The evil that Psalm 74 laments was one of the great tragedies in the life of ancient Israel. In the beginning years of the 6th century B.C. the militaristic Babylonian empire swept through the Middle East. The Babylonians laid siege to the city of Jerusalem. And in 586 B.C., after enormous suffering within, the city fell.

The Babylonians, in effect, wiped Jerusalem’s slate clean. They destroyed the city completely. They tore down its walls. They demolished the royal palace. And most painful of all to the Judaeans, they burned and leveled the great and glorious temple of God that King Solomon had built.

Those who survived the fall faced horrible options. Some were executed. A large number of Judaeans were carried off into captivity to Babylon. Others fled to Egypt. And some remained on the land, but reduced to dire poverty.

The great experience of Judaean independence had vanished like smoke up a chimney.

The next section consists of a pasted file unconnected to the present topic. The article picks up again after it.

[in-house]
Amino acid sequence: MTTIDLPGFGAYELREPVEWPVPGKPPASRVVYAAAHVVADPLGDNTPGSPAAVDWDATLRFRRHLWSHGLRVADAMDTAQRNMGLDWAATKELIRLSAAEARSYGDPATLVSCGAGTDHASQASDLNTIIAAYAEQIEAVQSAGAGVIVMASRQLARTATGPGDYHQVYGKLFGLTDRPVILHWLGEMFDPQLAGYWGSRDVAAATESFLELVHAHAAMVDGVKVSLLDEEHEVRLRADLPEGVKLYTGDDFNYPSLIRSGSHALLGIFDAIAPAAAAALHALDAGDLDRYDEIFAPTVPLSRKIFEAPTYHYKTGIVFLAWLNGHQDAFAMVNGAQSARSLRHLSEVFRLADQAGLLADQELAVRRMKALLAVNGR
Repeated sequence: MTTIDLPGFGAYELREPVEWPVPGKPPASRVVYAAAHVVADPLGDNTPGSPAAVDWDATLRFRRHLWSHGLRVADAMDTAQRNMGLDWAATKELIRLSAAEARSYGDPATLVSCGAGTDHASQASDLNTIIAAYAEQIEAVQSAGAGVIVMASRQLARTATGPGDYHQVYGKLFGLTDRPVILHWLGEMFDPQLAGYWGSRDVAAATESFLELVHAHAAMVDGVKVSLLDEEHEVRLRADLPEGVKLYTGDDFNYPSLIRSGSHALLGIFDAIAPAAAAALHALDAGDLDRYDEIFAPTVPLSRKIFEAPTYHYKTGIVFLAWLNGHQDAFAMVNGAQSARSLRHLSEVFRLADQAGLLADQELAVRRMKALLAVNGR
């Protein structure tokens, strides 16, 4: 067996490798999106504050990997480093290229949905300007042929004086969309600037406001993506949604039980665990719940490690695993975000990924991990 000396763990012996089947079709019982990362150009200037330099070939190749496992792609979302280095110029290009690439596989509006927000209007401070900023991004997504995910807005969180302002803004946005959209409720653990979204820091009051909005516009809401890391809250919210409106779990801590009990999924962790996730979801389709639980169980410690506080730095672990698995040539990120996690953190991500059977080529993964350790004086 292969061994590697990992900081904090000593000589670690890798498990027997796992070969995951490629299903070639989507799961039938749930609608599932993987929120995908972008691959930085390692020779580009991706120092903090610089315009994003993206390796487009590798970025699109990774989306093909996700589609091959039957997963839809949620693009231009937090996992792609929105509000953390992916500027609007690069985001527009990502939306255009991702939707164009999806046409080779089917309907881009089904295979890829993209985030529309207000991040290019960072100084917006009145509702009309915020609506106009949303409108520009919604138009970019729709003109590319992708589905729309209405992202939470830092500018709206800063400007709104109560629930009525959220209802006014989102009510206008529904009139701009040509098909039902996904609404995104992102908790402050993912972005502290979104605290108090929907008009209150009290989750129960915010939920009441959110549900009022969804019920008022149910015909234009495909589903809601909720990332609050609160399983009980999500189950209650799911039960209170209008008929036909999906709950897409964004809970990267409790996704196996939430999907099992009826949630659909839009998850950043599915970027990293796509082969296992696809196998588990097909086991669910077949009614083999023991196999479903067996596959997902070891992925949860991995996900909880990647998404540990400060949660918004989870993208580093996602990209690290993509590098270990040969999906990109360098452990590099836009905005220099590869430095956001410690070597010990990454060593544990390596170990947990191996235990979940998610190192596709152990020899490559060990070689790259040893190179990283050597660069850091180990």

What we get in this psalm is the psychological impact of that disaster. You heard the despair of the psalmist, expressing the despair of the people at large. But most of all, they all feel betrayed by God. God did not come to their rescue. Why? They were after all God’s chosen people. Why had not God come to their defense?

What the lament psalms, like Psalm 74, do is give us permission to raise our laments and cries of despair up to God. We are not told to be silent in our pain. We are given sanction for weeping and lament, for cries of anger and despair, even cries for revenge.

This is not to say that God will necessarily act on our desires for revenge. But what these psalms do is show us that the first step in healing is a release of the pain that we feel.

But what is important is how we release our pain. The lament psalms teach us is not to direct our rage at other people, especially other innocent people, but to raise it up to God and place it in God’s hands. Once it is in God’s hands, God can begin to work with us to bring a measure of healing.